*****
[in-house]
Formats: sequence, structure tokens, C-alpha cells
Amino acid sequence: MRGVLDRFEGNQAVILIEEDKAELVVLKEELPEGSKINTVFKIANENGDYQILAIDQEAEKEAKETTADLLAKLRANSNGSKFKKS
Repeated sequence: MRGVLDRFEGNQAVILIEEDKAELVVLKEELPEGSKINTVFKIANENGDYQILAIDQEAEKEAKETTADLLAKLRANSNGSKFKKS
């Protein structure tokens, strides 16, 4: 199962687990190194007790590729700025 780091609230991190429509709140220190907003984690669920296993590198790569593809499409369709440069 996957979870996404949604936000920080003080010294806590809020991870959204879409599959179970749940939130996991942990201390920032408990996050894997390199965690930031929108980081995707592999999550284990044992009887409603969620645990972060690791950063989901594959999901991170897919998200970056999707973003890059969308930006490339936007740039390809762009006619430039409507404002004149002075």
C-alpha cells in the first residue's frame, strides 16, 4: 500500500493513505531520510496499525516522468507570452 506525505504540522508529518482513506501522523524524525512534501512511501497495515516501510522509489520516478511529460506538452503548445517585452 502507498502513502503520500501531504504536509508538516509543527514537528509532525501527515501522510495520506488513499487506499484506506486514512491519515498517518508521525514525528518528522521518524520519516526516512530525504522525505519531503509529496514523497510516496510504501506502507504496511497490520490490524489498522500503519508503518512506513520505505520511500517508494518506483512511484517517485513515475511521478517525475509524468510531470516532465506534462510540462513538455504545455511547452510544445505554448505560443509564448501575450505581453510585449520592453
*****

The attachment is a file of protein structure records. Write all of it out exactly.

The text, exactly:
[in-house]
Formats: sequence, structure tokens, C-alpha cells
Amino acid sequence: MRGVLDRFEGNQAVILIEEDKAELVVLKEELPEGSKINTVFKIANENGDYQILAIDQEAEKEAKETTADLLAKLRANSNGSKFKKS
Repeated sequence: MRGVLDRFEGNQAVILIEEDKAELVVLKEELPEGSKINTVFKIANENGDYQILAIDQEAEKEAKETTADLLAKLRANSNGSKFKKS
């Protein structure tokens, strides 16, 4: 199962687990190194007790590729700025 780091609230991190429509709140220190907003984690669920296993590198790569593809499409369709440069 996957979870996404949604936000920080003080010294806590809020991870959204879409599959179970749940939130996991942990201390920032408990996050894997390199965690930031929108980081995707592999999550284990044992009887409603969620645990972060690791950063989901594959999901991170897919998200970056999707973003890059969308930006490339936007740039390809762009006619430039409507404002004149002075």
C-alpha cells in the first residue's frame, strides 16, 4: 500500500493513505531520510496499525516522468507570452 506525505504540522508529518482513506501522523524524525512534501512511501497495515516501510522509489520516478511529460506538452503548445517585452 502507498502513502503520500501531504504536509508538516509543527514537528509532525501527515501522510495520506488513499487506499484506506486514512491519515498517518508521525514525528518528522521518524520519516526516512530525504522525505519531503509529496514523497510516496510504501506502507504496511497490520490490524489498522500503519508503518512506513520505505520511500517508494518506483512511484517517485513515475511521478517525475509524468510531470516532465506534462510540462513538455504545455511547452510544445505554448505560443509564448501575450505581453510585449520592453